How to Handle Difficult Conversations with Customers

If you fail to respond properly to a customer concern, you could lose business. Challenging conversations are inevitable: Knowing this, you’ll want to prepare to face whatever comes your way. Here are some effective ways to have those difficult conversations with a customer.

Estimated read time: 4 minutes

Learning how to handle difficult conversations is an essential skill for any businessperson. Failure to respond to a complaint can cost you future opportunities.

Most business books agree that each disgruntled customer will share their dissatisfaction with 12 potential customers. In a worst-case scenario, you could face a lawsuit if you leave issues unresolved. With these tips from Caterpillar on how to handle sticky situations, you’ll have a better chance of keeping customers.



Customer complaints come in two forms: short-term emergencies and long-term problems that may take several meetings and the participation of different teams to resolve successfully.

Let’s look at emergencies first.

First steps:

Do call the customer and acknowledge the problem. Even if the complaint comes in the form of an email or text, pick up the phone first. A phone call or a voicemail is the quickest way to let them know you’re on it and lower the customer’s blood pressure.

Do try to reach a foreman, supervisor or technician for clarification and additional details if the person who lodged the complaint is not available. 

Do listen empathetically. Nobody is right or wrong at this stage. Absorb what your customer is saying. Understand the problem from their point of view. 

Don’t waste time researching answers before you call unless you have a simple solution you can offer immediately. You’ll often need details and clarity that can only come after a conversation and questions. 

Don’t wait even if the call comes late. The customer’s hours are your hours.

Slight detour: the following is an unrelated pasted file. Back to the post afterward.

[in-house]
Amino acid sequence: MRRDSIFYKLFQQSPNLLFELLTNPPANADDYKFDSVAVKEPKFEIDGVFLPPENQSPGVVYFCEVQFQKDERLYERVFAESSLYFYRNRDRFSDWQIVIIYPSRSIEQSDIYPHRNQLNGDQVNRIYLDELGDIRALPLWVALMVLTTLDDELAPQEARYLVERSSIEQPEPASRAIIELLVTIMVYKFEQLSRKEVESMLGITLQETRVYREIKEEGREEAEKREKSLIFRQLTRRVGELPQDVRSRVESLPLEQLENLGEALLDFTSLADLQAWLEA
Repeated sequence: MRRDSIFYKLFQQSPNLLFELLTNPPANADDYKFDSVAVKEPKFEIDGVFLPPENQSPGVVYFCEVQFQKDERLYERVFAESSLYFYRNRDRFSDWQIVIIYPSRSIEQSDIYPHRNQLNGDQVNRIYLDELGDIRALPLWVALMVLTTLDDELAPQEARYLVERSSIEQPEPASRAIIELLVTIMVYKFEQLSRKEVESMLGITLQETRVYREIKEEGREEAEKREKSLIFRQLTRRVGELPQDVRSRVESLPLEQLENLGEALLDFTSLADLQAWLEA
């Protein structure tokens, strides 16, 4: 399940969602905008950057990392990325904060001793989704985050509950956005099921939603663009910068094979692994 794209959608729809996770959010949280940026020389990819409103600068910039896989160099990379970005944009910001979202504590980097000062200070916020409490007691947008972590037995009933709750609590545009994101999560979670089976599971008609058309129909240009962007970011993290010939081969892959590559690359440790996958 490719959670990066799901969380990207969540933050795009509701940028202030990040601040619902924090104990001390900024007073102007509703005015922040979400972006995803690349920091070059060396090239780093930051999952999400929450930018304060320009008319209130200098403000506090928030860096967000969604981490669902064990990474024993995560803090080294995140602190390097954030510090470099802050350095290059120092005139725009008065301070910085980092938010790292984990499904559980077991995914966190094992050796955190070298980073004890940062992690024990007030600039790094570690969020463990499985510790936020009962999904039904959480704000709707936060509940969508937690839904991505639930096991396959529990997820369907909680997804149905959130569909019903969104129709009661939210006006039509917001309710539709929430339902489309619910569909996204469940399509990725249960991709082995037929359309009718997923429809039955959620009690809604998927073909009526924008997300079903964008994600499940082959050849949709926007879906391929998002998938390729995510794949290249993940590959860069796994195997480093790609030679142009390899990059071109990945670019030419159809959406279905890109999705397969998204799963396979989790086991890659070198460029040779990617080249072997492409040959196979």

Don’t strategize. Apologize first, whether you feel the customer is right or wrong, and then start working on a solution.



After you have contacted the customer and assessed the problem, it’s time to find a solution. Unless the problem has a quick fix, you need to do your due diligence.

Action #1: Investigate

  • Talk to your crew members, shop foreman, technicians, estimators or admins for input.

  • Ask another veteran in your company what they think. 

  • If the problem is equipment related, talk to your dealer.

Action #2: Follow up

In a week or two, follow up with a quick phone call, text or email to make sure the client is satisfied. A month or two later, check again. On this second follow-up call ask the client if they have any suggestions for better problem-solving processes in the future. Your extra effort sets the stage for an even better relationship.

Action #3: Share what you’ve learned

Take time to create what’s called an “after-action report.” This is simply a detailed summary of:

  • The problem or challenge 

  • The recommendations made

  • The results of the application of these solutions

You may not need a written after-action report for every problem. But keep notes, nonetheless. Brief everybody involved in the outcome and thank them for helping to resolve the issue.


Not all difficult conversations with customers can be solved with phone calls and emails. Some of the most challenging conversations come when a customer asks for a sit down or review. The process to resolve these situations is much the same.

  • Do your research and ask good questions without offering a solution.

  • Discuss concerns with all the relevant people in your company. 

  • Develop a strategy and contingencies.

  • Involve relevant people from your organization. Invite the customer’s key people as well.  

  • Make sure the people who represent your organization are experienced hands, good listeners and solutions oriented.

If it turns out you can’t come to an agreement, so be it. Help your customer understand that your organization must make money, just as theirs does. In most cases they’ll respect your honesty.

And likewise, follow up. Their conditions or needs will change. They may switch to a new contractor and not like the experience. And prices, availability and technology offered by your company may change and improve the chances of you working with the customer again. A difficult conversation, even if it doesn’t get resolved, should never be your final conversation with a customer. 

Asking effective questions — and then actively listening — is essential to positive customer relations. Check out our tips for active listening and asking better questions.


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